Nearly all Chinese people have a health code in their phone that indicates their Covid risk and dictates the parameters of their movement. Some people fear that the government will keep the system and use it post-Covid. For example, it could turn the health pass into a security pass and flag “troublemakers” to restrict their movements.
Like the Muslims in Xinjiang, the people in Shanghai and many other cities lost their rights and the protection of law in lockdowns.
A city in northern Hebei Province made headlines when community workers demanded that residents surrender their keys so they could be locked up from outside. In Shanghai, community workers covered the insides of apartments with disinfectant after residents tested positive, even though there’s no scientific evidence that disinfectant can kill coronavirus. In a widely circulated video and a social media Weibo post, a woman documented how a group of police officers had broken the door of her apartment and taken her to a quarantine camp even though they couldn’t present a Covid test report. When her Covid test came back negative hours later, she was already in a camp, according to her posts.
A lawyer in the southern city of Shenzhen told me that he was furious when a surveillance camera was installed in front of his apartment door during a home quarantine and when his building was locked after a neighbor tested positive this year. There was nothing he could do. He bought a ladder so he could escape next time.
Some lawyers and legal scholars voiced their concerns that some pandemic control measures are obvious violation of the law. “The destruction of the rule of law is a far worse social pandemic than a biological pandemic,” wrote Zhao Hong, a law professor in Beijing.
No one in the leadership has listened. Nor have they listened to medical experts who have said the Omicron variant of the coronavirus is much milder, though more infectious, than previous versions and that China should recalibrate its zero-Covid policy. Nor did they listen to economists and entrepreneurs worried about a potential recession. Many articles with professional opinions were censored.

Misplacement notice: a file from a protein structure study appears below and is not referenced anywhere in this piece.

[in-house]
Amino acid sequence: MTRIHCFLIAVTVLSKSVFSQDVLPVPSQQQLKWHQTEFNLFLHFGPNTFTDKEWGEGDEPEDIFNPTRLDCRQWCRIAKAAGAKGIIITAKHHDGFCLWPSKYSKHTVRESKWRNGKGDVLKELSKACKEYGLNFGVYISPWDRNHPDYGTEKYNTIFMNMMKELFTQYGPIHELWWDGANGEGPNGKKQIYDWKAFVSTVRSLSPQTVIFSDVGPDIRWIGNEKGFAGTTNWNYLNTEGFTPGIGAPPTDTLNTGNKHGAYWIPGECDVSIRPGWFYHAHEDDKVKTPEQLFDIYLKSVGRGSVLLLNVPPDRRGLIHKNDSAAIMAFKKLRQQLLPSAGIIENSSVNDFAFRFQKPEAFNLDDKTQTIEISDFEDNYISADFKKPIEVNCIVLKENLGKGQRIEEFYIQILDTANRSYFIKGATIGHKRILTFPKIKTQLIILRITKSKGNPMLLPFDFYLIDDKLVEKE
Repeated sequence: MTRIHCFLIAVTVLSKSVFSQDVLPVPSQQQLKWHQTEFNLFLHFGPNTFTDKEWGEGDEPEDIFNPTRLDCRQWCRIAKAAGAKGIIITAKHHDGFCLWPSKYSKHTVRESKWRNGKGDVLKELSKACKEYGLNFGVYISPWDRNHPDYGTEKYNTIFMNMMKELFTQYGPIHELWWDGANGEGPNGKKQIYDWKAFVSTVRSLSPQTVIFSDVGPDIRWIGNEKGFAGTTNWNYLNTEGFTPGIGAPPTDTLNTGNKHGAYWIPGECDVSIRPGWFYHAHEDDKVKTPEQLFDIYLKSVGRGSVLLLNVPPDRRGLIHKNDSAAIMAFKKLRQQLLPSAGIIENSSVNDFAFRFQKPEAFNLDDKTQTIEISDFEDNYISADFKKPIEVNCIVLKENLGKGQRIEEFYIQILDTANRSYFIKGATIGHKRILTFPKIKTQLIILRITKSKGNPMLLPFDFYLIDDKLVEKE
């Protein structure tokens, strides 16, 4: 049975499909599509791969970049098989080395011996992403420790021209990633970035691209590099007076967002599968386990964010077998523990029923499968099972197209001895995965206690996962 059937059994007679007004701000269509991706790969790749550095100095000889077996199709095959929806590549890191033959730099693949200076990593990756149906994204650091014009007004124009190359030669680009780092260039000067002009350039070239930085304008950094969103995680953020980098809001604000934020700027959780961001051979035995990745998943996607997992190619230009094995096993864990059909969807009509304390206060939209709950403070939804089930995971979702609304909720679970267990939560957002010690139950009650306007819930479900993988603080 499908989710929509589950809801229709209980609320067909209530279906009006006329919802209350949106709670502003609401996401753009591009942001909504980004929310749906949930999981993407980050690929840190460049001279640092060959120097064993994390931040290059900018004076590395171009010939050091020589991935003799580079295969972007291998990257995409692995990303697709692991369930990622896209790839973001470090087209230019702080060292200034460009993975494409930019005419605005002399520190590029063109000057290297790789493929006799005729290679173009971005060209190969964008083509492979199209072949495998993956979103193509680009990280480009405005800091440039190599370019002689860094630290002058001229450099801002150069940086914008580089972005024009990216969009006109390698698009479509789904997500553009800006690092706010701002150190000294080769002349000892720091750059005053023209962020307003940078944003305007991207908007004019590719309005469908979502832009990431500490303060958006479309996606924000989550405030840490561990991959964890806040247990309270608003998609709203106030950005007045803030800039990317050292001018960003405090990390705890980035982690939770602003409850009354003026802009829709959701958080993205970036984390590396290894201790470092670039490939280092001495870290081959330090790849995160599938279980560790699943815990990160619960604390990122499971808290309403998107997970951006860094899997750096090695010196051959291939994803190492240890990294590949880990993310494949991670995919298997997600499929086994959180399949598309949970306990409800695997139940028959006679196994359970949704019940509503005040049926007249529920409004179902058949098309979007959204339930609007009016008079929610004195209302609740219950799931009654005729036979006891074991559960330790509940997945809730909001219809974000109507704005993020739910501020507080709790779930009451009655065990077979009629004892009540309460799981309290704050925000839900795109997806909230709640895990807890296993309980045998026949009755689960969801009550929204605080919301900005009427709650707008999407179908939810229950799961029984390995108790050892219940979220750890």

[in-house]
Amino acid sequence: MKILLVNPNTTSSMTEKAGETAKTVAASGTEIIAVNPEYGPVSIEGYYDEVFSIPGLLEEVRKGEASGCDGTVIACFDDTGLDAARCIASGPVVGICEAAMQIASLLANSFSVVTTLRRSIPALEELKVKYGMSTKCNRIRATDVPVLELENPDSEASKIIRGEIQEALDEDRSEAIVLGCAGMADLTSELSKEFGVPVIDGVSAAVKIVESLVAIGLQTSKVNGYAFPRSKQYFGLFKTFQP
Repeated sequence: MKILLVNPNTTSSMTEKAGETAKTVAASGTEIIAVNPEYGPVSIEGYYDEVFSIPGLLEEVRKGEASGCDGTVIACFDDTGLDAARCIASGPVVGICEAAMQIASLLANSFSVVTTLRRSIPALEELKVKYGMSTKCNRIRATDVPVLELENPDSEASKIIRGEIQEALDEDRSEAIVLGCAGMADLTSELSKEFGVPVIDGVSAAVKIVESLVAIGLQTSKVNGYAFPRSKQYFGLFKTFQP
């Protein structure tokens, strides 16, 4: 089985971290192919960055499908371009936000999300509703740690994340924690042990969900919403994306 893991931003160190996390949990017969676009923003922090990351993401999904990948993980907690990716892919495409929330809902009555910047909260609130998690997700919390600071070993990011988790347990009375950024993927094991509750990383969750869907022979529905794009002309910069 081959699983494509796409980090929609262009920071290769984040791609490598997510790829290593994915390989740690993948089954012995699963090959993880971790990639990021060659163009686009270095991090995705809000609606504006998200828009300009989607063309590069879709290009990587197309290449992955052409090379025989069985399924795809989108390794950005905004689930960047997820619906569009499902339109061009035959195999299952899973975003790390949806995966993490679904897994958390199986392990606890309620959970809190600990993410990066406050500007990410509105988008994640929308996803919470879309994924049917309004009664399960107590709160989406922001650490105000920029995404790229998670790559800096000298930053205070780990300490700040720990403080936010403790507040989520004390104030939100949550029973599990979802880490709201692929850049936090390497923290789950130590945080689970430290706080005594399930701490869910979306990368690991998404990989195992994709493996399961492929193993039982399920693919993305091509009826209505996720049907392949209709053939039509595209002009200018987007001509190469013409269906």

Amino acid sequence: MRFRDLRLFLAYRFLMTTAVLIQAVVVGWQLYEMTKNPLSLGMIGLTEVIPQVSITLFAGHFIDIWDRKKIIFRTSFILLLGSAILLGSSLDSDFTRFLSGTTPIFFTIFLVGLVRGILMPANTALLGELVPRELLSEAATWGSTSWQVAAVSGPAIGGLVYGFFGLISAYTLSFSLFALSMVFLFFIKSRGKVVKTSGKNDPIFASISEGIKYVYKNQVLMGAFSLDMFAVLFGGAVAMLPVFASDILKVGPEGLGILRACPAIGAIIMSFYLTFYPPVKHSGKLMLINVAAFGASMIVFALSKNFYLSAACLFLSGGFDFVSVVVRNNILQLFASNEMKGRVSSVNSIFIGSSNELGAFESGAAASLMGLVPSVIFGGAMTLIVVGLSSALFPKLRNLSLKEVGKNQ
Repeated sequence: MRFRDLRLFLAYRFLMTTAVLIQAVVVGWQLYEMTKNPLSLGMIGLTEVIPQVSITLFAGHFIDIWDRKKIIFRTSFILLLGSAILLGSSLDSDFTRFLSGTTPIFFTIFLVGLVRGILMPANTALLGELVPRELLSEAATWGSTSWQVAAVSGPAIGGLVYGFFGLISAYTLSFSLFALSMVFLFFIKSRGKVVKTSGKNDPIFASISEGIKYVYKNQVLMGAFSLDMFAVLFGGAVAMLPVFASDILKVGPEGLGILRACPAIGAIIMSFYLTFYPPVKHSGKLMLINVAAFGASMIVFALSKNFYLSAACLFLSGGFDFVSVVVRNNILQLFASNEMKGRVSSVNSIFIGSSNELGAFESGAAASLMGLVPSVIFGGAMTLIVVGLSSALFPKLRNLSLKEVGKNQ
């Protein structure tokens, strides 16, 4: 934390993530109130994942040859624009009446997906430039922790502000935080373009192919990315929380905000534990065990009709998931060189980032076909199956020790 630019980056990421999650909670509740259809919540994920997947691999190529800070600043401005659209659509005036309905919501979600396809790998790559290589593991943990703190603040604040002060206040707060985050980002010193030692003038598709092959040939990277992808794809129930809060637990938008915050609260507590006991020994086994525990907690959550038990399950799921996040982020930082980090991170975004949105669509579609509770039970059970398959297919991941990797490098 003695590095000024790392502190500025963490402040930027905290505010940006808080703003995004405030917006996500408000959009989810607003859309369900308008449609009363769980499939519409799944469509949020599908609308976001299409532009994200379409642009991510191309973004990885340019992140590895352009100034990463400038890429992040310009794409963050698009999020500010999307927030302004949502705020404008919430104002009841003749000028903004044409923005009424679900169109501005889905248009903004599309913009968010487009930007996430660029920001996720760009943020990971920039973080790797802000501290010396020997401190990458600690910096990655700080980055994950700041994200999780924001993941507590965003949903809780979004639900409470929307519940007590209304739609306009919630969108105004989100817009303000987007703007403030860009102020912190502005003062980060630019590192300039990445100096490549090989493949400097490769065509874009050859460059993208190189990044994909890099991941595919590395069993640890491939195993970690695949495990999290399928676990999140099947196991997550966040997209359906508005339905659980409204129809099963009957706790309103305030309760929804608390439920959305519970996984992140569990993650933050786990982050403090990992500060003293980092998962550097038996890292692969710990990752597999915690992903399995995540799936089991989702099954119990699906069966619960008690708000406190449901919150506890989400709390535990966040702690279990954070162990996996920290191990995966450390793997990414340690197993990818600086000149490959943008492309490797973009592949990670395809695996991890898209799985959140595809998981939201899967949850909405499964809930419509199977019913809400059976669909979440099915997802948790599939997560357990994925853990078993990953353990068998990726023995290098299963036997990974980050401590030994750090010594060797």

As those in Shanghai and the rest of China lost their rights, the middle class experienced a great disillusionment.
#3 We hear that China TV is repeating Russian based propaganda. In the West, we have many news sources covering the political spectrum. Most all say that the Russian army has failed, grossly mismanaged, and overloaded with corruption. Leadership is top down, and generals have to approve of activities. The Ukraine army leaves all field decisions to captain level soldiers. This means quick responses and worked well north of Kiev.. The Russians may be learning, but now are relying on drones and artillery, not tanks. The US is sending billions in arms, and providing intelligence from space. The war has gone down to artillery battles. Outside of the Bucha massacre, no large scale civilian massacres have been reported, just isolated cases. Russian troops loot supermarkets and liquor stores.
What do you hear about Ukrainian Nazis? I can explain if you wish. Answer "Yes, i want to hear if interested"